‘CONFESSED’: A court in Beijing said that former CCP member Ren Zhiqiang abused his power at a state firm and embezzled almost US$7.14 million of public funds A Chinese tycoon who called Chinese President Xi Jinping (習近平) a clown and criticized his handling of the COVID-19 pandemic was yesterday jailed for 18 years for corruption, bribery and embezzlement of public funds. Ren Zhiqiang (任志強) — once among the Chinese Communist Party’s (CCP) inner circle — disappeared from the public eye in March, shortly after penning an essay that lambasted Xi’s pandemic response. His outspokenness had earned the former chairman of state-owned property developer Huayuan Group the nickname “Big Cannon.” Yesterday’s verdict said that Ren embezzled almost 50 million yuan (US$7.4 million) of public funds and accepted bribes worth 1.25 million
AUSTRALIAN SITE: China has had a contract with SSC’s Yatharagga station since at least 2011, but the last time it used it was in June 2013. No final date has been given China would lose access to a strategic space tracking station in Western Australia when its contract expires, the facility’s owners said, a decision that cuts into Beijing’s expanding space exploration and navigational capabilities in the Pacific region. The Swedish Space Corp (SSC) has had a contract allowing Beijing access to the satellite antenna at the station since at least 2011. The station is located next to an SSC satellite station primarily used by the US and its agencies, including NASA. The Swedish state-owned company said it would not enter into any new contracts at the Australian site to support Chinese customers after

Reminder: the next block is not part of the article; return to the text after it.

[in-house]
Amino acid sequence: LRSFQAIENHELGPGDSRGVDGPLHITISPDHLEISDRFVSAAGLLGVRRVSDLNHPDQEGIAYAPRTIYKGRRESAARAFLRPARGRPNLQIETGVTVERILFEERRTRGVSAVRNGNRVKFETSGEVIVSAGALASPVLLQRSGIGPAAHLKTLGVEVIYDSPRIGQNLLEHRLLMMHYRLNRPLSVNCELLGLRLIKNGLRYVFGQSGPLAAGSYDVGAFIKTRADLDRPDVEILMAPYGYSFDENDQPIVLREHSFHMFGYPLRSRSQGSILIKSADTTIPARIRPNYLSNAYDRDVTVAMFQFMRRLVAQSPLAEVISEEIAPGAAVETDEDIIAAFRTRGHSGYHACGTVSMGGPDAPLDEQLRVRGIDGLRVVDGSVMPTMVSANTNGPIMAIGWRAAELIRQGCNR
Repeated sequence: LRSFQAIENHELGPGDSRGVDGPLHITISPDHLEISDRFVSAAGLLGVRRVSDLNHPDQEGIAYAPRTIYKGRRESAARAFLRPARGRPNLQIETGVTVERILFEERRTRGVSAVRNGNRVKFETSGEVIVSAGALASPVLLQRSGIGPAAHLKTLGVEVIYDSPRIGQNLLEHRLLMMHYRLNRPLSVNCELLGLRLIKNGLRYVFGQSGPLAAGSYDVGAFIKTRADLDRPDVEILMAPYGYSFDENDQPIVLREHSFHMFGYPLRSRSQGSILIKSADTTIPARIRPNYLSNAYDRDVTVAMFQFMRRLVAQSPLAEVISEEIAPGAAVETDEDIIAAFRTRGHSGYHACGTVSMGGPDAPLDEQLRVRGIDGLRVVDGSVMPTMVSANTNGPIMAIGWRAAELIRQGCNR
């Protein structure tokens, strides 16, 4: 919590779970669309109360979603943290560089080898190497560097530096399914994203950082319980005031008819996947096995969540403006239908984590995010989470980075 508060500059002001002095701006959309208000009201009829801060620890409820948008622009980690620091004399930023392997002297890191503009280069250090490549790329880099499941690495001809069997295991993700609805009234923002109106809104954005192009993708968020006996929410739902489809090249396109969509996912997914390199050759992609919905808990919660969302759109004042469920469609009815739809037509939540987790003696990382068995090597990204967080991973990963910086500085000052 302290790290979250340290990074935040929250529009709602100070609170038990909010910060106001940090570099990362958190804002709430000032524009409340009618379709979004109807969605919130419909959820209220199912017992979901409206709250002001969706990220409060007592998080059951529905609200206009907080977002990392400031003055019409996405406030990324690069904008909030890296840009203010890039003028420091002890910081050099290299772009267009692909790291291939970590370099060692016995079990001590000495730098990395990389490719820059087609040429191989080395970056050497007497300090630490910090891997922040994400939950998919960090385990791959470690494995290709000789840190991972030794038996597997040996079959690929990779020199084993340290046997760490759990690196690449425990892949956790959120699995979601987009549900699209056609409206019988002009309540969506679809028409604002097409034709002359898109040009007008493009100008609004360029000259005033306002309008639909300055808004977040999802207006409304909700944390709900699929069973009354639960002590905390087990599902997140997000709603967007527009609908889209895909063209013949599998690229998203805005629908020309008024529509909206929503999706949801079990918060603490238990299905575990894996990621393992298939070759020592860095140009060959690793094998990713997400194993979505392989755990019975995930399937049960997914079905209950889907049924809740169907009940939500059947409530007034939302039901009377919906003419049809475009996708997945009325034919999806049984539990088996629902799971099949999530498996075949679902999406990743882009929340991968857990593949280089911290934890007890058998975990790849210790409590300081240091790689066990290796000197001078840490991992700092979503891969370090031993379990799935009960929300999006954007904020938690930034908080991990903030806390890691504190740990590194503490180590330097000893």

OFF BORDER ISLAND: The fisheries official disappeared from a patrol vessel wearing a life jacket and leaving behind his shoes, indicating an intentional move, Seoul said North Korean soldiers shot dead a suspected South Korean defector at sea and burned his body as a COVID-19 precaution after he was interrogated in the water over several hours, Seoul military officials said yesterday. It is the first killing of a South Korean citizen by North Korean forces for a decade, and comes with Pyongyang at high alert over the COVID-19 pandemic and inter-Korean relations at a standstill. The fisheries official disappeared from a patrol vessel near the western border island of Yeonpyeong on Monday, the official said. More than 24 hours later, North Korean forces located him in their waters and
The scarcity of commercial flights landing at Sydney Airport has been a disaster for airlines and workers, but for hobby pilots the COVID-19 pandemic has provided the opportunity of a lifetime. The quieter-than-usual runways mean that private pilots have been given the chance to land at the international airport for the first time. When Sydney Flight College club captain Tim Lindley put out a call, he received an overwhelming response. He eventually organized for 14 light aircraft to fly into Sydney airport on Sunday. “For a lot of the pilots involved, including myself, it was a childhood dream to land in a big